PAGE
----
OBJECTIVE: To verify the behavior of coronary microvascular tone during spontaneous ischemia in patients with unstable angina (UA). BACKGROUND: In UA, the pathogenetic role of vasoconstriction is classically confined at the stenotic coronary segment. However, microcirculatory vasoconstriction has been also suggested by previous experimental and clinical studies. METHODS: The study included 10 patients with UA (recent worsening of anginal threshold and appearance of angina at rest) and single-vessel CAD. Blood flow velocity was monitored by a Doppler catheter in the diseased artery. Transstenotic pressure gradient was monitored by aortic and distal coronary pressure monitoring. Stenosis resistance was calculated as the ratio between pressure gradient and blood flow, microvascular resistance as the ratio between distal pressure and blood flow. Measurements were obtained at baseline, following intracoronary adenosine (2 mg) and during transient ischemia. Aortic and distal coronary pressures were also measured during balloon coronary occlusion. RESULTS: Adenosine did not affect stenosis resistance, while it decreased (p <0.05) microvascular resistance to 52 ± 22% of baseline. Angina and ischemic ST segment shift were associated with transient angiographic coronary occlusion in 7 of 10 patients; however, in no case was ischemia associated with interruption of flow. Despite markedly different flow values, distal coronary pressure was similar during adenosine and during spontaneous ischemia (48 ± 15 vs. 46 ± 20 mm Hg, respectively, NS). During ischemia, a marked increase in the resistance of both coronary stenosis and coronary microcirculation was observed (to 1,233% ± 1,298% and 671% ± 652% of baseline, respectively, p <0.05). Distal coronary pressure was markedly reduced during balloon coronary occlusion (14 ± 7 mm Hg, p <0.05 vs. both adenosine and ischemia), suggesting the absence of significant collateral circulation. CONCLUSIONS: In patients with UA, transient myocardial ischemia is associated with vasoconstriction of both stenotic arterial segment and downstream microcirculation. (C) 2000 by the American College of Cardiology.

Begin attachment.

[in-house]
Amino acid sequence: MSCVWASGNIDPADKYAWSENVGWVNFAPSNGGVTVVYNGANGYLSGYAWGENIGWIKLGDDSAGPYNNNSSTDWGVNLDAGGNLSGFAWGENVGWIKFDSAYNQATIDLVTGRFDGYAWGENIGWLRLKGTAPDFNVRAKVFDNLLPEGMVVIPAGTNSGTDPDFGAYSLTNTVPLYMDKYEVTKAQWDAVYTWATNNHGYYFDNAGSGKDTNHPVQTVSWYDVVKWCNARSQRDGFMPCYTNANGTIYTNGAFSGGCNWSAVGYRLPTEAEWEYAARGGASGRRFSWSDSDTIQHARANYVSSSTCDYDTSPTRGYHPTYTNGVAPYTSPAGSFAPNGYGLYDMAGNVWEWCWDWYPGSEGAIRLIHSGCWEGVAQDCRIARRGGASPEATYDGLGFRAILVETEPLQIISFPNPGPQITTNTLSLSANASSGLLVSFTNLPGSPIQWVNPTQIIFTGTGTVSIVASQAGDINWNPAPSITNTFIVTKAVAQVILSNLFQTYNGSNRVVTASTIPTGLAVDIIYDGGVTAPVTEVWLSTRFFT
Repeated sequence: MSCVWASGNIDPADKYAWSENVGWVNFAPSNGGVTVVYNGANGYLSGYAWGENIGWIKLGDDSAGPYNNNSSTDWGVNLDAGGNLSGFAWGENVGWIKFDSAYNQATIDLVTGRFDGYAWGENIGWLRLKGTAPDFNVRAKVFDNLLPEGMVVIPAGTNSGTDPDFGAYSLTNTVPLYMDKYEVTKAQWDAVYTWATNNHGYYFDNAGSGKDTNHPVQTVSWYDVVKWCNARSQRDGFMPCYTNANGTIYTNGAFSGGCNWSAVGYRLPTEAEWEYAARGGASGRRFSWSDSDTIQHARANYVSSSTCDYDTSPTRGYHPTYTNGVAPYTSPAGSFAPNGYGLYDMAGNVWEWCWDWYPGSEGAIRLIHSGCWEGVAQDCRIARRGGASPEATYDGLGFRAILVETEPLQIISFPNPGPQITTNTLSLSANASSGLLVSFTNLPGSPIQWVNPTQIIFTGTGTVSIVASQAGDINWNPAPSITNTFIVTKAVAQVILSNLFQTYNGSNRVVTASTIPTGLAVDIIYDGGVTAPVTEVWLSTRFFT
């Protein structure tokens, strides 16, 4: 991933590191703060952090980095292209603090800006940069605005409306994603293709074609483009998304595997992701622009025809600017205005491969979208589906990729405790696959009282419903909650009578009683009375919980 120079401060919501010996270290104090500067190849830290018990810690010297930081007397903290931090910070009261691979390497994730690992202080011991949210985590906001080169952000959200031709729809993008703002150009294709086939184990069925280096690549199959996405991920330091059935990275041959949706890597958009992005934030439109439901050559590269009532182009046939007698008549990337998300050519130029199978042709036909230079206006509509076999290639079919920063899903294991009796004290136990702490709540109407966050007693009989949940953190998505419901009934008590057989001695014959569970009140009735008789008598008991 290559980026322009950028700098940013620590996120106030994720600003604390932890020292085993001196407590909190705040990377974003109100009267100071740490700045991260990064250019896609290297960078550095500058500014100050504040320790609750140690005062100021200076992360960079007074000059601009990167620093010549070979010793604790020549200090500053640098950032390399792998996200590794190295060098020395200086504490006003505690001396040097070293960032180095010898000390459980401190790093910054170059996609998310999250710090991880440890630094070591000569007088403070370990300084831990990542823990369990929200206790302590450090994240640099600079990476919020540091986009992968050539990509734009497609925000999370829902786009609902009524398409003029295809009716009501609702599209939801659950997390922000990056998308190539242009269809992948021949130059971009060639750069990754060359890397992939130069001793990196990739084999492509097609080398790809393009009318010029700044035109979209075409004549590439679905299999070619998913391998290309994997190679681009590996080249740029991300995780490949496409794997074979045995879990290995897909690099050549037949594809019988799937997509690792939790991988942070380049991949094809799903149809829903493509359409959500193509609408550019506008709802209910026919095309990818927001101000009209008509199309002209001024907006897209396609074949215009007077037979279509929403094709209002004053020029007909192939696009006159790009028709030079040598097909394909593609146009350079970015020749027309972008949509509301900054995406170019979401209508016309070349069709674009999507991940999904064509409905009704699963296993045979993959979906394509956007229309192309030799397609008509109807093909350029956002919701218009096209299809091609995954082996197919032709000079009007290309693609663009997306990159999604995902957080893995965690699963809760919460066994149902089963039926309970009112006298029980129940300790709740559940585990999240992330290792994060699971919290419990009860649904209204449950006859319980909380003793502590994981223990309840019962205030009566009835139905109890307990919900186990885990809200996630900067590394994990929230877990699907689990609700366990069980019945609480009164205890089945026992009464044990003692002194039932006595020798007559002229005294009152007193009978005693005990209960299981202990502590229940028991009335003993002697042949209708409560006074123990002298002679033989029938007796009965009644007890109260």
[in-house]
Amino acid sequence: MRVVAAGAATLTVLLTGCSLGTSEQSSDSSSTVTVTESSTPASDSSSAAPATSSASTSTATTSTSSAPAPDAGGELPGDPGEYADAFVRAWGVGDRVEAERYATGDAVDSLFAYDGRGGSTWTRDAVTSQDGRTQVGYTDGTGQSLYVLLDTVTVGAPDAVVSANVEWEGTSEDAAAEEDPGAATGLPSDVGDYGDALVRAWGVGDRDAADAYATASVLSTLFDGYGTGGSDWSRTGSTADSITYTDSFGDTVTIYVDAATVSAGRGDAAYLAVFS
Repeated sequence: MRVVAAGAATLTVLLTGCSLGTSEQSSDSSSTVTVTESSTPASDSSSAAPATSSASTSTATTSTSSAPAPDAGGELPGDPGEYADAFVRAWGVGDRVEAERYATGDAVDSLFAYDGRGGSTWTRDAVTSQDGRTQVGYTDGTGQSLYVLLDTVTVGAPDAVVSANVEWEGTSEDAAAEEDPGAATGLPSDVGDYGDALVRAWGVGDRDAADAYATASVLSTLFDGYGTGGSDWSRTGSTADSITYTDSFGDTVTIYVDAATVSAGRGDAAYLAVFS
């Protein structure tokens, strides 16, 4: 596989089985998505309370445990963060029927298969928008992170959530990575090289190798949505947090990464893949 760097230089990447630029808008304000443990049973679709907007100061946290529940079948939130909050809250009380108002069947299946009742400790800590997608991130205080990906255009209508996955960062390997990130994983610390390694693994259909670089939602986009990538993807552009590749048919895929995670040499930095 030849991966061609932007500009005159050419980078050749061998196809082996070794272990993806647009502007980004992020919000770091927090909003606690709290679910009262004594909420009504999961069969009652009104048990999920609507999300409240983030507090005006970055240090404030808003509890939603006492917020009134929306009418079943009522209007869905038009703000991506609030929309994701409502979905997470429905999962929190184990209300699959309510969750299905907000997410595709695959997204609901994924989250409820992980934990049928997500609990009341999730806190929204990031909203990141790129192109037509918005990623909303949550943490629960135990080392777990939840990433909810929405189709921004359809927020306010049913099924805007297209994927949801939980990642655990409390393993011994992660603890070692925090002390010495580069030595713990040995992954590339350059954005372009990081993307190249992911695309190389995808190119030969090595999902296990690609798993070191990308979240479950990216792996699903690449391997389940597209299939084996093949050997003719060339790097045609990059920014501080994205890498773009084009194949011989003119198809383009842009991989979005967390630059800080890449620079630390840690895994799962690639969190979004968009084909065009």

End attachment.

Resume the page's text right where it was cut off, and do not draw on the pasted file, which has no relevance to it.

ASJC Scopus subject areas